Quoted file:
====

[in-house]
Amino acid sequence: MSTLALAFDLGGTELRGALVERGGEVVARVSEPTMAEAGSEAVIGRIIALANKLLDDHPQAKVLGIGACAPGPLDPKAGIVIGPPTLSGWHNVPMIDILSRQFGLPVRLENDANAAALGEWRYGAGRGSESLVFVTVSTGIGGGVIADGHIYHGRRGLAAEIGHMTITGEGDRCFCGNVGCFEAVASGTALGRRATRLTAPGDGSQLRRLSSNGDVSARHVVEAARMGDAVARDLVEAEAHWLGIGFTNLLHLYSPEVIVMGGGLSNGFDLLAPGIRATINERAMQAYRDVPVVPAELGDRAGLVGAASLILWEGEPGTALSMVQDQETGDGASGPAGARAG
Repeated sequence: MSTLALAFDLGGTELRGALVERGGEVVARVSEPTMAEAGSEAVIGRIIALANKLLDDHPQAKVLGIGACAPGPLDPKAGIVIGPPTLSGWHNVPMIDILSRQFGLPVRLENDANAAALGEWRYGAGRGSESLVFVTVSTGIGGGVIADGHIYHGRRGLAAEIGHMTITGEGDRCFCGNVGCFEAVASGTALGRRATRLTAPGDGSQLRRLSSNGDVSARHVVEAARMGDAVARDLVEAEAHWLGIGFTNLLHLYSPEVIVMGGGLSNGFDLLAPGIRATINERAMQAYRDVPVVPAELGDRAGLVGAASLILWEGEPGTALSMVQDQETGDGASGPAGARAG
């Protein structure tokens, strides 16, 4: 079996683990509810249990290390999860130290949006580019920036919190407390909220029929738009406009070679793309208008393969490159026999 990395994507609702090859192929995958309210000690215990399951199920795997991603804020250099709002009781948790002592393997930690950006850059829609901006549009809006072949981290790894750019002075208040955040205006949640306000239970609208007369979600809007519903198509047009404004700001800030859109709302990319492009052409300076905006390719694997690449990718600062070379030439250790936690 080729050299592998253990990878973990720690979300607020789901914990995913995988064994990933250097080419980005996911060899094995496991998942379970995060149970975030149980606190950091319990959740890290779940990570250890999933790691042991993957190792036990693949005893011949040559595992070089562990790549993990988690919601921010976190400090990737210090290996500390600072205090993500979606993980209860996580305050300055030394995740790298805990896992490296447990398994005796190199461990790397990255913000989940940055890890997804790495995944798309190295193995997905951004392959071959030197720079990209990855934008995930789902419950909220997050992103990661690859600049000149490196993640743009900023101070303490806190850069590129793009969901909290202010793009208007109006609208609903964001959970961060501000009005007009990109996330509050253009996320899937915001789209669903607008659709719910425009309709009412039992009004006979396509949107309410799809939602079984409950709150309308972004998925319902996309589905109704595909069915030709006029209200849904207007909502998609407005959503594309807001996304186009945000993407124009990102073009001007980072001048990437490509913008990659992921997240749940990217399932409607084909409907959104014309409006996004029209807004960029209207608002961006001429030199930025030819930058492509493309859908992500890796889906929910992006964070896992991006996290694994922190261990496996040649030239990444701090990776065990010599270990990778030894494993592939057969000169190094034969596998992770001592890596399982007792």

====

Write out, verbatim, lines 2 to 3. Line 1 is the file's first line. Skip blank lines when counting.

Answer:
Amino acid sequence: MSTLALAFDLGGTELRGALVERGGEVVARVSEPTMAEAGSEAVIGRIIALANKLLDDHPQAKVLGIGACAPGPLDPKAGIVIGPPTLSGWHNVPMIDILSRQFGLPVRLENDANAAALGEWRYGAGRGSESLVFVTVSTGIGGGVIADGHIYHGRRGLAAEIGHMTITGEGDRCFCGNVGCFEAVASGTALGRRATRLTAPGDGSQLRRLSSNGDVSARHVVEAARMGDAVARDLVEAEAHWLGIGFTNLLHLYSPEVIVMGGGLSNGFDLLAPGIRATINERAMQAYRDVPVVPAELGDRAGLVGAASLILWEGEPGTALSMVQDQETGDGASGPAGARAG
Repeated sequence: MSTLALAFDLGGTELRGALVERGGEVVARVSEPTMAEAGSEAVIGRIIALANKLLDDHPQAKVLGIGACAPGPLDPKAGIVIGPPTLSGWHNVPMIDILSRQFGLPVRLENDANAAALGEWRYGAGRGSESLVFVTVSTGIGGGVIADGHIYHGRRGLAAEIGHMTITGEGDRCFCGNVGCFEAVASGTALGRRATRLTAPGDGSQLRRLSSNGDVSARHVVEAARMGDAVARDLVEAEAHWLGIGFTNLLHLYSPEVIVMGGGLSNGFDLLAPGIRATINERAMQAYRDVPVVPAELGDRAGLVGAASLILWEGEPGTALSMVQDQETGDGASGPAGARAG